Special Report

35 Popular Restaurants That Won’t Reopen After the Pandemic

Source: Courtesy of John M. via Yelp

Arizona: Barrio Café Gran Reserva
> Location: Phoenix

This award-winning vegan-focused “mole palace” (as the Phoenix New Times once called it), open since 2016, is no more. Chef-owner Silvana Salcido Esparza cited “zero funding and coronavirus” as the factors involved with her decision — adding that closing the place will allow her to save her other Phoenix restaurant, Barrio Café, currently operating as a community kitchen.

Source: Courtesy of P.F. Chang's

Arkansas: P.F. Chang’s
> Location: Little Rock

As a reminder that nationwide chains as well as locally owned establishments can experience coronavirus closings, the Little Rock branch of this popular Asian fusion chain has served its last meal. The demise of the restaurant, one of more than 200 P.F. Chang’s locations around the U.S., was announced on Facebook in late March.

Source: Courtesy of The PikeyLA via Facebook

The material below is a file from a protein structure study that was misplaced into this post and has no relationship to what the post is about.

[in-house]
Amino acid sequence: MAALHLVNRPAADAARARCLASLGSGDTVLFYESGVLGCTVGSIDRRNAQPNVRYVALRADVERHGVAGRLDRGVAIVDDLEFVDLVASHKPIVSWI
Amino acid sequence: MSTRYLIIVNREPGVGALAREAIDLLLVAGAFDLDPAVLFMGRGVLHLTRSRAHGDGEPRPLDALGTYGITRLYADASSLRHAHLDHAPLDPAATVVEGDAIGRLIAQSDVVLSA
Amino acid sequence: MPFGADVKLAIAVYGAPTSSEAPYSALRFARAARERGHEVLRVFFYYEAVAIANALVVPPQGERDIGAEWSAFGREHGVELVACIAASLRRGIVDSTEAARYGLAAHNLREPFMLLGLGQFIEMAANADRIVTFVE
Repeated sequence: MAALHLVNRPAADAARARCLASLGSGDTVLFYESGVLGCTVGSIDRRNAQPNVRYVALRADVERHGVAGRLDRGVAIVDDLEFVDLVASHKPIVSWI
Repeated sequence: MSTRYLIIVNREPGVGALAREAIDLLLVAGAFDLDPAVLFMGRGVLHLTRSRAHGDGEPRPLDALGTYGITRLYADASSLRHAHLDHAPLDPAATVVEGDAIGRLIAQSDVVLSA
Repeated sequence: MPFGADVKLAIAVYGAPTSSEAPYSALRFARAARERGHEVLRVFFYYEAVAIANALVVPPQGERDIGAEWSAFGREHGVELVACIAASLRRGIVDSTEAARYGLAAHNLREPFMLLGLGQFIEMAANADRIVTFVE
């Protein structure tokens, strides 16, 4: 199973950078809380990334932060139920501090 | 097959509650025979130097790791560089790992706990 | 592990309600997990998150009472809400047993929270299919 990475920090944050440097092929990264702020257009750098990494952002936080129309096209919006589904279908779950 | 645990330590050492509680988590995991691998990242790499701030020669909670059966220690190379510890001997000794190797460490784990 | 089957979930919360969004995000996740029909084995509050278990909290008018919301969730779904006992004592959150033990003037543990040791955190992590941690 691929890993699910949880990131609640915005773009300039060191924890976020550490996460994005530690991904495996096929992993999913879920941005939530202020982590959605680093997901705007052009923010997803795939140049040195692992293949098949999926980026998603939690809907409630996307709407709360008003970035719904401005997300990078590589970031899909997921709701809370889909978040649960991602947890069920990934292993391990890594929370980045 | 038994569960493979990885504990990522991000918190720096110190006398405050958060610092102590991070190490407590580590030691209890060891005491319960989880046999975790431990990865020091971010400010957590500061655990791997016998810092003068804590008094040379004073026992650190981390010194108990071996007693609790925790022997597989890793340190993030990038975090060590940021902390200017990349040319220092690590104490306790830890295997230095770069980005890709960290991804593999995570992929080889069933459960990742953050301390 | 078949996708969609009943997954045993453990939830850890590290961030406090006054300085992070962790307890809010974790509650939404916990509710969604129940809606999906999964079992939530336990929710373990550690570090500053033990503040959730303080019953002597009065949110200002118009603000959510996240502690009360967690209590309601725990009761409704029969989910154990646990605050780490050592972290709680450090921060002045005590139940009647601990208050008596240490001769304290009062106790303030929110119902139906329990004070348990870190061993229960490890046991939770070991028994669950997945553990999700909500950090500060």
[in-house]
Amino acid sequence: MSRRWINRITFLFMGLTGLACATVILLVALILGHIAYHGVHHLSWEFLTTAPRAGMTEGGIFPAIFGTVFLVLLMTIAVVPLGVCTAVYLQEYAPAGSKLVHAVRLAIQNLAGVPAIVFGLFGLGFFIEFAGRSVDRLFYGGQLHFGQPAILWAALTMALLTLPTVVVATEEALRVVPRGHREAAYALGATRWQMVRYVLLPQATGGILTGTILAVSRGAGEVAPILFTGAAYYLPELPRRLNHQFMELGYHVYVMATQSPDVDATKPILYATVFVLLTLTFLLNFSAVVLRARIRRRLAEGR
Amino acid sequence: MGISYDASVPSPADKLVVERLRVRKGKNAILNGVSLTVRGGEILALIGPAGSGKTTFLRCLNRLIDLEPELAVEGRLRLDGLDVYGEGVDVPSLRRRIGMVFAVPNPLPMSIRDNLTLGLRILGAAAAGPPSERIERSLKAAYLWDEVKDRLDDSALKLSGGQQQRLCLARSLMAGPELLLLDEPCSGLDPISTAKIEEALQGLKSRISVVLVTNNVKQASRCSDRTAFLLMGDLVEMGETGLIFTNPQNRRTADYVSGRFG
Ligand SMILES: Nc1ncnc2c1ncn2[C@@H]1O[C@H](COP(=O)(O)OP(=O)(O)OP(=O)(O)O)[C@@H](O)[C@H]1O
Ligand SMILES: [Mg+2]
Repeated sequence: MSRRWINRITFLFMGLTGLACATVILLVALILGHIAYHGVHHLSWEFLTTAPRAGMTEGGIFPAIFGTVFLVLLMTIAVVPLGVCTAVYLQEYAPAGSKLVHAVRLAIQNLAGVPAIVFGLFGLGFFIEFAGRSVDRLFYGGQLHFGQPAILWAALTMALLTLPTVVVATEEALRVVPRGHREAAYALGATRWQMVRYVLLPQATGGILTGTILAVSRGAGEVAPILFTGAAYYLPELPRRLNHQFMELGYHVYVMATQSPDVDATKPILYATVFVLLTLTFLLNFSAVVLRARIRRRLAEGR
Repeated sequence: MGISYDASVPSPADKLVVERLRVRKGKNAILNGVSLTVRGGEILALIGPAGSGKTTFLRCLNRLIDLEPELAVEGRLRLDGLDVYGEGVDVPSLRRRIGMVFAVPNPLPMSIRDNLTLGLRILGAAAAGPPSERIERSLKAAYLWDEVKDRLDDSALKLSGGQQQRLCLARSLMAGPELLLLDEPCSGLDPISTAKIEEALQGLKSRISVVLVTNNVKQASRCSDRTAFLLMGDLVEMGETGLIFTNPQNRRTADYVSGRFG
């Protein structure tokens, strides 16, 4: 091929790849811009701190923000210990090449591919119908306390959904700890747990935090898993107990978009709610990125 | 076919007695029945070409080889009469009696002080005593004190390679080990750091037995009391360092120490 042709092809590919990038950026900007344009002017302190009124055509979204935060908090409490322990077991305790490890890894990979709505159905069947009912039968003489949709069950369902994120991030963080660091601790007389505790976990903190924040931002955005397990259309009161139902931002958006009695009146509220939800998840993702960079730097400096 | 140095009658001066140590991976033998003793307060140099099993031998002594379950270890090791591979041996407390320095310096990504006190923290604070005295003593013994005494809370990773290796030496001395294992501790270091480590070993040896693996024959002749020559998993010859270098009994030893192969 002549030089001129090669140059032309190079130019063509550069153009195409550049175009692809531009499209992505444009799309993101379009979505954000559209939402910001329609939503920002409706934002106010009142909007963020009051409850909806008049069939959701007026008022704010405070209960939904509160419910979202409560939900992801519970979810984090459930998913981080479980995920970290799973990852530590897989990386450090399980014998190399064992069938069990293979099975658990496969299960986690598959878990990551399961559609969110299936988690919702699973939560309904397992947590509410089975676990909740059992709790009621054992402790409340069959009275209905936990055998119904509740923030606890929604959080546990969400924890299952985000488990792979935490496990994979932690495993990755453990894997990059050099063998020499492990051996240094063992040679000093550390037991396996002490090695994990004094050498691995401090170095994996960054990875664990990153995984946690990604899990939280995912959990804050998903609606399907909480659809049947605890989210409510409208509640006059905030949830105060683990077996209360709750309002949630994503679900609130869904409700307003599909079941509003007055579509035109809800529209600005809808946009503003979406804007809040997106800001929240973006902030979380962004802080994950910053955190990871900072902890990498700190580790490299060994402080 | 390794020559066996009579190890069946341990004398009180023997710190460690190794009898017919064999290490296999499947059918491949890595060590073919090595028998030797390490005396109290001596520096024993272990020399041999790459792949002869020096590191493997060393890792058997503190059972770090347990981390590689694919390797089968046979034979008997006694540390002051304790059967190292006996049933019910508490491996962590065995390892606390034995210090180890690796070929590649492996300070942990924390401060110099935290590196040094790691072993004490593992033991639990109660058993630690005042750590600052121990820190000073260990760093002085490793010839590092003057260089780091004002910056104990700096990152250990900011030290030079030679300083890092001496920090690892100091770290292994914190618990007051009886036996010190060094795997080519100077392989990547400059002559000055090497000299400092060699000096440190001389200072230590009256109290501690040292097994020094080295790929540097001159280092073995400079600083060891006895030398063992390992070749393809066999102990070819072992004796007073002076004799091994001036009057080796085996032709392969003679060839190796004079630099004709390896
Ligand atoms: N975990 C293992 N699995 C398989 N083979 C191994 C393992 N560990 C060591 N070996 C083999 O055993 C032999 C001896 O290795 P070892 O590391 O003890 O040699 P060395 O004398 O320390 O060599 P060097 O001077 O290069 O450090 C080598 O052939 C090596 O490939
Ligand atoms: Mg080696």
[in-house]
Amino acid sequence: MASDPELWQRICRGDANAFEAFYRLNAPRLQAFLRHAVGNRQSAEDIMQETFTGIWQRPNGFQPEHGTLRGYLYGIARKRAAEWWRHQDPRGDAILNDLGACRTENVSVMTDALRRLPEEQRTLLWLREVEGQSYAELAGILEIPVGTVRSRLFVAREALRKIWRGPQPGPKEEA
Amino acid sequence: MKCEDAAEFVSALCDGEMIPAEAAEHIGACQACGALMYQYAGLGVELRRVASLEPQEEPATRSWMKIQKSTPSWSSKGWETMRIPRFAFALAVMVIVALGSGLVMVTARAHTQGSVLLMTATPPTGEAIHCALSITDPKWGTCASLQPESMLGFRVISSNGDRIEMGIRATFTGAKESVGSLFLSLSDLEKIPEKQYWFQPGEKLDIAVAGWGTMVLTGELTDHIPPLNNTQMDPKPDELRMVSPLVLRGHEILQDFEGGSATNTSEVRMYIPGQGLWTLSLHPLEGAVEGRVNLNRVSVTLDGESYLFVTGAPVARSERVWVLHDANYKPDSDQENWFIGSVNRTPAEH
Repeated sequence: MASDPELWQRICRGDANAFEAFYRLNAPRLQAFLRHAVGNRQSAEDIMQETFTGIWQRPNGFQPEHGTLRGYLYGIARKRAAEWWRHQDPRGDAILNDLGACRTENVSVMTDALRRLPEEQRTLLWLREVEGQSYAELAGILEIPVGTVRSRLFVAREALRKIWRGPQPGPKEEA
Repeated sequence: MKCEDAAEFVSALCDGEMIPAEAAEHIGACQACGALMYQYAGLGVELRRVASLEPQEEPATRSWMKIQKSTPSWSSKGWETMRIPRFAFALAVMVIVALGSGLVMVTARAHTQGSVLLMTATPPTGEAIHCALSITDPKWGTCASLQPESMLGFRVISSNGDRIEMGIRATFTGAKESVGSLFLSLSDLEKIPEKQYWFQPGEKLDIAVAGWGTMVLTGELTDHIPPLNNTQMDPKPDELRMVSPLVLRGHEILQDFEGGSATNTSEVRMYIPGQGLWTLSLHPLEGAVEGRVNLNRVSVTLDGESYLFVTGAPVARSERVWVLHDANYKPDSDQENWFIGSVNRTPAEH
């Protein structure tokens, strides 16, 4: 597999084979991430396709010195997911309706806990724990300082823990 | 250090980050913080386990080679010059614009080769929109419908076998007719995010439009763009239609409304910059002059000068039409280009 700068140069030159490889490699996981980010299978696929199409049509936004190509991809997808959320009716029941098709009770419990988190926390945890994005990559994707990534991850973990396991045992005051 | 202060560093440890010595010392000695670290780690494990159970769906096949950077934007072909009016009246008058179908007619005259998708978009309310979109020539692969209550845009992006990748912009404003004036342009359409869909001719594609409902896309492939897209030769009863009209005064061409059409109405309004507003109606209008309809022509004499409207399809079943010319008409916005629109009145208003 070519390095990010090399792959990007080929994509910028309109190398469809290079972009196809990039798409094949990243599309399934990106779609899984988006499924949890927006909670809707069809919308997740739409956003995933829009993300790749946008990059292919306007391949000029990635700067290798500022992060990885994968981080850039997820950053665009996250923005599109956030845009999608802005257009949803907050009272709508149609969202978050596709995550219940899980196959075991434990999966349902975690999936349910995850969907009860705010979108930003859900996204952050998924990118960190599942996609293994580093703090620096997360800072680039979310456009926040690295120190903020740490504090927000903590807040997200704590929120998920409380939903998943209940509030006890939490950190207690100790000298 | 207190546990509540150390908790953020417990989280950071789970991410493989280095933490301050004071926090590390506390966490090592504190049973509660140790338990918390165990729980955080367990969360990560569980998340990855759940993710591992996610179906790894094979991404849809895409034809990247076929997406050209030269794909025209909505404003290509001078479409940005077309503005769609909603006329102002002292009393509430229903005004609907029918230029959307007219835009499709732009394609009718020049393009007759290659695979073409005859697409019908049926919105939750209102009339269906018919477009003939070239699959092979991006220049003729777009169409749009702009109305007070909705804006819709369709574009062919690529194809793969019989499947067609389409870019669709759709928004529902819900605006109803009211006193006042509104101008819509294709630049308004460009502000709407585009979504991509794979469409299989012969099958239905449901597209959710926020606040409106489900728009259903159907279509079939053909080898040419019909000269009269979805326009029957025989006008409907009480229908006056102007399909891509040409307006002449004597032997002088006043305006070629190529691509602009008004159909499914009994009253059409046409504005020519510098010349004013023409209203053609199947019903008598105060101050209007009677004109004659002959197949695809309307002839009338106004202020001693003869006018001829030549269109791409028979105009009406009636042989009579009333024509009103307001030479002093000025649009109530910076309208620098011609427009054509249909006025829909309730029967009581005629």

California: The Pikey
> Location: Los Angeles

The owners of Swingers (see below) opened this pub and restaurant on the site of a venerable dive bar called Ye Coach & Horses in 2012. In common with Swingers, it won’t revive after the coronavirus crisis abates — though the proprietors say they have plans to convert the space into a different restaurant at some future point.

Source: Courtesy of Pablo M. via Yelp

California: Swingers
> Location: Los Angeles

A 27-year-old late-night hangout on Beverly Boulevard, Swingers ended service for good in early April. What Eater described as its “classic midcentury coffee shop vibes and…wide menu” appealed to a broad clientele.

Source: Courtesy of Char C. via Yelp

California: Seafood Palace
> Location: Monterey Park

Like other Chinese restaurants, this Cantonese/Chaozhou was particularly affected by the business downturn resulting from the coronavirus panic. Though well-regarded by lovers of authentic Chinese food — it was a favorite of the late, legendary Los Angeles Times restaurant critic Jonathan Gold — it closed permanently the week of March 3.